First, the bad news: As a general rule, all guarantors must present the same audited and unaudited financial statements as the issuer of the guaranteed securities.

A guarantee of a security (such as a guarantee of a debt or preferred equity security) is itself a security that must be registered under the Securities Act, absent an applicable exemption. As a result, under S-X Rule 3-10(a), the general rule is that guarantors are required to present the same audited and unaudited financial statements as the issuer of the guaranteed securities.

However, you have a shot at a silver lining, because there are exceptions to this onerous requirement.

Fortunately, S-X Rules 3-10(b)-(f) contain a number of important exceptions that permit issuers to disclose financial information about guarantors in a condensed format using a footnote to their own financial statements. Although the footnote approach can involve a fair amount of effort, it is far less burdensome than providing separate audited financial statements for every guarantor, which would be prohibitively expensive in most cases. S-X Rules 3-10(c), (e) and (f) go even further, dispensing with all additional information requirements for guarantors where the parent company issuer (or guarantor) does not have independent assets or operations of its own and all of the parent’s direct and indirect non-guarantor subsidiaries are “minor” (generally, aggregating less than three percent of the consolidated parent) and each guarantee is full and unconditional.

Here is a table describing these important exemptions and when they may apply. REMEMBER: for any of these exemptions to apply, the parent’s audited annual and unaudited interim financial statements must be filed for the periods required.

Click here to view table.

We can’t always be standup guys. Let’s talk about stock pledges.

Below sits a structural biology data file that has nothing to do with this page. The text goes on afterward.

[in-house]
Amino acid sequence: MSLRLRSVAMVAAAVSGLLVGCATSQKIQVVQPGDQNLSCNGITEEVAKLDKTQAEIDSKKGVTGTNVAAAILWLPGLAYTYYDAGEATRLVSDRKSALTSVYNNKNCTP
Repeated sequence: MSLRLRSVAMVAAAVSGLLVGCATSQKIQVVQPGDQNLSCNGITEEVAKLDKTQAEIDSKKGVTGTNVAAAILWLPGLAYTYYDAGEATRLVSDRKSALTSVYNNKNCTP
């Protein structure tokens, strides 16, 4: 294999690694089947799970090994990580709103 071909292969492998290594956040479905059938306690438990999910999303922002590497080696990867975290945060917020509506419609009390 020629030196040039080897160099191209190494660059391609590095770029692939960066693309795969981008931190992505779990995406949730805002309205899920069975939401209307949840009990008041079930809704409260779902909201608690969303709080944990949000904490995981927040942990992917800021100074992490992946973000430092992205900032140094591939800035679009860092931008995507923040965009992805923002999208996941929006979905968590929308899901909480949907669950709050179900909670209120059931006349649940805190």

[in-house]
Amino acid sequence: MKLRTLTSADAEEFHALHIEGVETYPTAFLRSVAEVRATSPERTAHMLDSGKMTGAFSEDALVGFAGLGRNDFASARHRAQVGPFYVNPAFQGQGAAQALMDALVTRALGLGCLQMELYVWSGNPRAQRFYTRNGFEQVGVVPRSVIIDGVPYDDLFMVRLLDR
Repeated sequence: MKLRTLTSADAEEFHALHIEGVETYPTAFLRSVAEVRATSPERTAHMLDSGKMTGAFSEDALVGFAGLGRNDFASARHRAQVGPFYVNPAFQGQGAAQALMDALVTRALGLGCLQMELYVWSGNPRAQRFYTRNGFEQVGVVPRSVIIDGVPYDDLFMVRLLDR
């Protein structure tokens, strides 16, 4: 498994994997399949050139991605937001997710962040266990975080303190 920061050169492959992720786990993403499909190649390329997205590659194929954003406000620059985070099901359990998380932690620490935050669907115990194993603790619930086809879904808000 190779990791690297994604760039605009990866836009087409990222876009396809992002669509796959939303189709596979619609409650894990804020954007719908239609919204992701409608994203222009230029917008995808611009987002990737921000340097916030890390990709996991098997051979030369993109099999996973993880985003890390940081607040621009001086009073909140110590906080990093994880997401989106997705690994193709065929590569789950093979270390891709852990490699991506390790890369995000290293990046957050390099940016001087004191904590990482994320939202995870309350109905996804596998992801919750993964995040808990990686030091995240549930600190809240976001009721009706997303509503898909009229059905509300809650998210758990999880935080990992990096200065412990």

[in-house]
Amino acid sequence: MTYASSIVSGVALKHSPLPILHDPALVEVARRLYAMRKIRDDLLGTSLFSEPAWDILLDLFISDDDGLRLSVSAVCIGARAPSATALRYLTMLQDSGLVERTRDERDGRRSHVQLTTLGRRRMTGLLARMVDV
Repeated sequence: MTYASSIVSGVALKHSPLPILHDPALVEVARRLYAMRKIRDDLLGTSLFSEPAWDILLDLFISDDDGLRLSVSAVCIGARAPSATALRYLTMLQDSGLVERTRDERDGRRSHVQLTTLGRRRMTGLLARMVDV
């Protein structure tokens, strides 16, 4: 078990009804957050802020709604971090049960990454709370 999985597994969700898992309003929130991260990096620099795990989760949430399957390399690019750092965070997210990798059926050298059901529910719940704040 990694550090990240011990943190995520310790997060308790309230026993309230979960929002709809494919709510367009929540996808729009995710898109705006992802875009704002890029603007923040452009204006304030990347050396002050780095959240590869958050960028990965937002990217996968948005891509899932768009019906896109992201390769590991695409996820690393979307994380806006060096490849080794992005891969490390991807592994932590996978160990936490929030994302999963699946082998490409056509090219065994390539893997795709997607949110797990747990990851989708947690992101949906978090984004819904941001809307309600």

Separate audited and interim financial statements are generally required for an issuer’s affiliate if the securities of that affiliate are pledged as collateral for the offering and those securities constitute a “substantial portion” of the collateral for the securities being registered. See S-X Rule 3-16 and Financial Reporting Manual Topic 2600.1. Securities of the affiliate are deemed to constitute a “substantial portion” of the collateral if the aggregate principal amount, par value, or book value of the pledged securities (as carried by the issuer), or the market value of the pledged securities, whichever is greater, equals 20 percent or more of the principal amount of the securities that are being secured. See S-X Rule 3-16. If that is the case, an affiliate must file (or incorporate by reference) the same financial statements that it would be required to file if it were the issuer. For this reason, it is often uneconomical to secure bonds with stock pledges in publicly registered offerings or private placements with registration rights. One way around this is to provide that individual stock pledges will fall away automatically if ever the existence of the pledge would trigger a separate financial statement requirement. Another way is to issue the bonds privately in a Rule 144A-for-life offering without registration rights. Be sure to discuss the pros and cons of these approaches with your client.